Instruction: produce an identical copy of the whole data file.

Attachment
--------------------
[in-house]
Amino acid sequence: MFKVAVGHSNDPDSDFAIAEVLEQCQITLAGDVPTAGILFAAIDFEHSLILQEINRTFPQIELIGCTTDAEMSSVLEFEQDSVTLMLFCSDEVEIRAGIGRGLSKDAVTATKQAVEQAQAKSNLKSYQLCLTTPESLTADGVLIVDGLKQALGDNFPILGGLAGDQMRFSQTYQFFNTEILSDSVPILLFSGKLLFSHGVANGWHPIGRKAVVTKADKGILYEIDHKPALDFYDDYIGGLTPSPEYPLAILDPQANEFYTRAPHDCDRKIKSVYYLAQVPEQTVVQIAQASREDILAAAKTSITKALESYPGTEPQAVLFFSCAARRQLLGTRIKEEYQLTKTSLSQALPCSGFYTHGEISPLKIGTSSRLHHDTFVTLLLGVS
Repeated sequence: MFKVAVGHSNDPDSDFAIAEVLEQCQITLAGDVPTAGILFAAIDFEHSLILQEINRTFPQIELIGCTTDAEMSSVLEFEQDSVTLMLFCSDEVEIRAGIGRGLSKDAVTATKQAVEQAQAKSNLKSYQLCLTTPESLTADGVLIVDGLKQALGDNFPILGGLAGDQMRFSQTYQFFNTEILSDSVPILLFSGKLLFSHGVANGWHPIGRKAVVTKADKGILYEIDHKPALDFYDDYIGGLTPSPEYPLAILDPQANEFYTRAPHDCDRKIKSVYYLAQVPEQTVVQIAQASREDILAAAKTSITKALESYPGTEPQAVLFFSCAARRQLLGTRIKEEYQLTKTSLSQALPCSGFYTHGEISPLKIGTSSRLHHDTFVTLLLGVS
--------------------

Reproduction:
[in-house]
Amino acid sequence: MFKVAVGHSNDPDSDFAIAEVLEQCQITLAGDVPTAGILFAAIDFEHSLILQEINRTFPQIELIGCTTDAEMSSVLEFEQDSVTLMLFCSDEVEIRAGIGRGLSKDAVTATKQAVEQAQAKSNLKSYQLCLTTPESLTADGVLIVDGLKQALGDNFPILGGLAGDQMRFSQTYQFFNTEILSDSVPILLFSGKLLFSHGVANGWHPIGRKAVVTKADKGILYEIDHKPALDFYDDYIGGLTPSPEYPLAILDPQANEFYTRAPHDCDRKIKSVYYLAQVPEQTVVQIAQASREDILAAAKTSITKALESYPGTEPQAVLFFSCAARRQLLGTRIKEEYQLTKTSLSQALPCSGFYTHGEISPLKIGTSSRLHHDTFVTLLLGVS
Repeated sequence: MFKVAVGHSNDPDSDFAIAEVLEQCQITLAGDVPTAGILFAAIDFEHSLILQEINRTFPQIELIGCTTDAEMSSVLEFEQDSVTLMLFCSDEVEIRAGIGRGLSKDAVTATKQAVEQAQAKSNLKSYQLCLTTPESLTADGVLIVDGLKQALGDNFPILGGLAGDQMRFSQTYQFFNTEILSDSVPILLFSGKLLFSHGVANGWHPIGRKAVVTKADKGILYEIDHKPALDFYDDYIGGLTPSPEYPLAILDPQANEFYTRAPHDCDRKIKSVYYLAQVPEQTVVQIAQASREDILAAAKTSITKALESYPGTEPQAVLFFSCAARRQLLGTRIKEEYQLTKTSLSQALPCSGFYTHGEISPLKIGTSSRLHHDTFVTLLLGVS